The USDA made no changes to the 88.731 million harvested acres from the June Acreage report for soybeans. The U.S. average soybean yield forecast of 49.4 was 1.9 bushels larger than trade expectations. Yield forecasts in the Northern Plains and many states in the Corn Belt reflected the poor crop condition ratings. Soybean yield forecasts in North Dakota and South Dakota are down 8.5 bushels per acre from last year. Iowa and Illinois yield forecasts are down 4.5 and 1 bushels per acre from last year respectively. Southern states recorded soybean yield increases from last year with Mississippi and Kentucky both reporting record yields of 52 bushels per acre. Since 2011, the USDA August yield forecast has been lower than the final national soybean yield. “While it is tempting to discount the current yield forecast, the USDA has not produced an August soybean yield forecast greater than one bushel above the final soybean yield since 2003,” Hubbs says.
For old crop soybeans, the USDA lowered the soybean crush projection by 10 million bushels to 1.89 billion bushels and increased exports by 50 million bushels to 2.15 billion bushels. The pace of domestic crush and exports currently suggests these projections will hold for this marketing year. The projection of ending stocks for the 2016-17 marketing year decreased to 370 million bushels from the 410 million bushels projected in July and continued the decline in soybean ending stock forecasts that began in June at 450 million bushels.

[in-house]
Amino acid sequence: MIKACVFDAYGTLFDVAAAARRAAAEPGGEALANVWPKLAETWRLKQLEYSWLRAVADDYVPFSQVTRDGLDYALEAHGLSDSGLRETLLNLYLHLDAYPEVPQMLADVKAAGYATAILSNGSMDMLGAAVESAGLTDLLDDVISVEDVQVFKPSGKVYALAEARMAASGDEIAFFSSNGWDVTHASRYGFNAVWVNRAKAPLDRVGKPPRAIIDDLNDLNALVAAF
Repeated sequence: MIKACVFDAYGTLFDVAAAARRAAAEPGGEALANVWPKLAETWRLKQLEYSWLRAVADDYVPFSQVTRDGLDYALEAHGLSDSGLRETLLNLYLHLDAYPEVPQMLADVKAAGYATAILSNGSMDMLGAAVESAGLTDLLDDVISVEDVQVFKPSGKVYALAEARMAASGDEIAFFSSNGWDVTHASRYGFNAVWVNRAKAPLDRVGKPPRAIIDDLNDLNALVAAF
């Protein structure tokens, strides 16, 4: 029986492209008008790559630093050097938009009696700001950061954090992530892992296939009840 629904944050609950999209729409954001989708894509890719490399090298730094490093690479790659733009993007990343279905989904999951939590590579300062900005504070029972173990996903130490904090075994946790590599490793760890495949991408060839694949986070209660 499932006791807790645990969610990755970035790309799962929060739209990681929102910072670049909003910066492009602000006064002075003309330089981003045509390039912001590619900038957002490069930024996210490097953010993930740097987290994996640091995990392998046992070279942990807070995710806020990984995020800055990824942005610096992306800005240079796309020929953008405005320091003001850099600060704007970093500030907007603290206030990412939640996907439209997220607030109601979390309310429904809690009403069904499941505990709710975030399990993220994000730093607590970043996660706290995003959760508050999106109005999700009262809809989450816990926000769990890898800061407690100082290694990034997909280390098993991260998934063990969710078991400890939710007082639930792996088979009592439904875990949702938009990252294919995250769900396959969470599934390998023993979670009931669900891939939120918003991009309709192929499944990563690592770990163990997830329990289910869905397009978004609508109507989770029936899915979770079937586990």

Forecasts for the 2017-18 U.S. marketing year increased ending stocks by 15 million bushels to 475 million bushels on the larger-than-expected production levels and lower crush and higher export projections from July. The forecast for domestic soybean crush decreased 10 million bushels to 1.94 billion bushels. Soybean export forecasts increased 75 million bushels on larger supply. The forecast of the 2017-18 marketing-year average price increased the lower range by 5 cents and decreased the upper range by 25 cents from July to a range of $8.45 – $10.15.
“The potential for lower soybean consumption than current USDA forecasts for 2017-18 is dependent on continued weakness in soybean crush numbers and lower exports,” Hubbs says. “Soybean exports will depend on continued growth in Chinese soybean imports and a competitive pricing position relative to South American exporters. Under the current production scenario, ending stocks for soybeans will continue to build in the 2017-18 marketing year and places average farm prices at the lower end of the current USDA price range.”
The USDA corn and soybean production forecasts will be updated on Sept. 12. “There appears to be a possibility of U.S. average corn and soybean yield forecasts to decrease. For soybeans, in particular, August weather will be a deciding factor. Prices will reflect crop production potential as we move through the harvest period,” Hubbs says.
Source: University of Illinois